Chicago Bears Richard Dent

Chicago Bears

DE Richard Dent, 1983 (Round 8, 203)

A rare defensive player with a Super Bowl MVP honor, Dent was a dominant pass rusher on the most overpowering defense of its time. He had 17 sacks for the 1985 champions, also forcing an unreal seven fumbles, recovering two and scoring a touchdown. He finished his career with 137.5 sacks.

Cincinnati Bengals

CB Ken Riley, 1969 (Round 6, 135)

Paul Brown always was a pioneer as a coach and owner, and he never hesitated to select players from historically Black colleges. Riley developed rapidly into one of the top cover cornerbacks in the pros, with 65 interceptions and five touchdowns during a 15-year career, all with the Cincinnati Bengals. He enters the Hall of Fame in August.

Cleveland Browns

OG Gene Hickerson, 1957 (Round 7, 78)

The long history of the Cleveland Browns is filled with Hall of Famers who came late in drafts (including such future coaches as Chuck Noll and Don Shula. Many of those picks starred elsewhere, so it came down to impact players mainly in Cleveland. In his 15 seasons (he missed one for injury), Hickerson was a prime blocker for Jim Brown and Leroy Kelly, making six Pro Bowls. He started every game in each of his final eight seasons.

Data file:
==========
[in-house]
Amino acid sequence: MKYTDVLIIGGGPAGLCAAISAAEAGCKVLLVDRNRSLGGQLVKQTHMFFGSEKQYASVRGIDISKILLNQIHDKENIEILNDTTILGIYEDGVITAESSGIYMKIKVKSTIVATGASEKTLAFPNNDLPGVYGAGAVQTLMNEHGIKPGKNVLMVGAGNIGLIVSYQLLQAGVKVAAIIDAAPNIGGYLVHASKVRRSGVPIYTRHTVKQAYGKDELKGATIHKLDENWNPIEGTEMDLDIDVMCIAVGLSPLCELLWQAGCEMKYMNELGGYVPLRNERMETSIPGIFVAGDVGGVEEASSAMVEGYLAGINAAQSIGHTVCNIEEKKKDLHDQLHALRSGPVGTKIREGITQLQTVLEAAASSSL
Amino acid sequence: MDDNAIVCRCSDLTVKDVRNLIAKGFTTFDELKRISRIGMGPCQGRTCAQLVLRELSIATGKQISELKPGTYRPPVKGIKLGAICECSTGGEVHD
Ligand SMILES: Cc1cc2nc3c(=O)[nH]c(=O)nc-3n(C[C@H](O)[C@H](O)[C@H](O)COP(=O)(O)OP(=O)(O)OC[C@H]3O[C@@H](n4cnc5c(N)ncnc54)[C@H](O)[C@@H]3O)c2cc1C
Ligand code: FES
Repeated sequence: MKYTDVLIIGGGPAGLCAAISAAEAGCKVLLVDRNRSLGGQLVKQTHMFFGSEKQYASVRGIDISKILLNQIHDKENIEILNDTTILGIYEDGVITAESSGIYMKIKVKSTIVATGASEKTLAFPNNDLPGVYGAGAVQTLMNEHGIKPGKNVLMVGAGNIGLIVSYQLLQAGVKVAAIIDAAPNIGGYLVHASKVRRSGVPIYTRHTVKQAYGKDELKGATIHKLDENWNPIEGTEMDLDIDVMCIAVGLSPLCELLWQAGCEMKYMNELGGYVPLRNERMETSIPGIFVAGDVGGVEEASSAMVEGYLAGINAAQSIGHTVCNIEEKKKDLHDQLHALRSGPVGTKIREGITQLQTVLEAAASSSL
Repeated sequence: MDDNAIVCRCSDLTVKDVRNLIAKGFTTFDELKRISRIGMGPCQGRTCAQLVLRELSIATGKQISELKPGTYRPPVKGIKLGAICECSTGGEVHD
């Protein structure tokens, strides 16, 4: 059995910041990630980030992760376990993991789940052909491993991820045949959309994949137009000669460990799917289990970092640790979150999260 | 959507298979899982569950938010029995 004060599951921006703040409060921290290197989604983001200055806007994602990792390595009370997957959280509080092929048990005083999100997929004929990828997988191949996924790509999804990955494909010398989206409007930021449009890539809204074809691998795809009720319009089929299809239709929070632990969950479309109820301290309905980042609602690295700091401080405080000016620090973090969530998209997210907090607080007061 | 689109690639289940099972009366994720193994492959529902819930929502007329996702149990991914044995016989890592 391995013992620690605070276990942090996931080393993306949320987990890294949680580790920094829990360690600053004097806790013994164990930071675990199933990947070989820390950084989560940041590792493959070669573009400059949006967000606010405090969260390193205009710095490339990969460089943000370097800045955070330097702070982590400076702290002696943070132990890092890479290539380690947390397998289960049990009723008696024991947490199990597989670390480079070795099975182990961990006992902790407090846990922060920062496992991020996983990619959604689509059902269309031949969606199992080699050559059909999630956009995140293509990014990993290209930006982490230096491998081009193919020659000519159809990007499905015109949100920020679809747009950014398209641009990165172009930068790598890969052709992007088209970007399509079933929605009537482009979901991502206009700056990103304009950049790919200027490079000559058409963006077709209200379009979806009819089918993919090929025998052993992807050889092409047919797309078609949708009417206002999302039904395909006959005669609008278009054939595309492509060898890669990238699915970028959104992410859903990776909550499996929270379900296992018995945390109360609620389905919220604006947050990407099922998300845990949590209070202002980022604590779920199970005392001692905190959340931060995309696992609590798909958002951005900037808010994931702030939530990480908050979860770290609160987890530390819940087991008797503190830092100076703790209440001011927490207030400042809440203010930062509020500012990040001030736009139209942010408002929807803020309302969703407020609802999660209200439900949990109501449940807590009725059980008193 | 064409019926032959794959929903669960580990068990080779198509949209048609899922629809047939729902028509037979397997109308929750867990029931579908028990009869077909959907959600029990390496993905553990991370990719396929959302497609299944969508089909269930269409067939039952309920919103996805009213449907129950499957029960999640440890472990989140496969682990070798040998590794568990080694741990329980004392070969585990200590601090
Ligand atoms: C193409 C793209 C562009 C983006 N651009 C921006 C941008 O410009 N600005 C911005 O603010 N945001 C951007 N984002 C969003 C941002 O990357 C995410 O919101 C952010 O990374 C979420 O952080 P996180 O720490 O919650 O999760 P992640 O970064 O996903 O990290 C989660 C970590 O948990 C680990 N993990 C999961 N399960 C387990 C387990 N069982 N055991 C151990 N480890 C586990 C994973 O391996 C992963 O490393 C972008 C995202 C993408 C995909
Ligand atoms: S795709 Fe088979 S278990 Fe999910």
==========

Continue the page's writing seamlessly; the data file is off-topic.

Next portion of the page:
Dallas Cowboys

QB Roger Staubach, 1964 (Round 10, 129)

Because of his military commitment, the Heisman Trophy-winning quarterback wasn’t a high draft choice. Who wanted to wait for someone, particularly at that position? Well, the Dallas Cowboys did and were rewarded with a Hall of Fame career that included two Super Bowl titles. “Roger the Dodger” also was one of the most resourceful scrambling quarterbacks of his generation.

Denver Broncos Terrell Davis

Denver Broncos

RB Terrell Davis, 1995 (Round 6, 196)

The Denver Broncos had a knack for finding low-round running backs who became standouts. Davis is the prime example, and even though his career was shortened by injury, he was among the greatest postseason performers in league history. The two-time Offensive Player of the Year and 1998 league MVP with 2,008 yards rushing, ran for 1,140 yards and 10 TDs in eight postseason games.

Detroit Lions

LB Joe Schmidt, 1953 (Round 7, 86)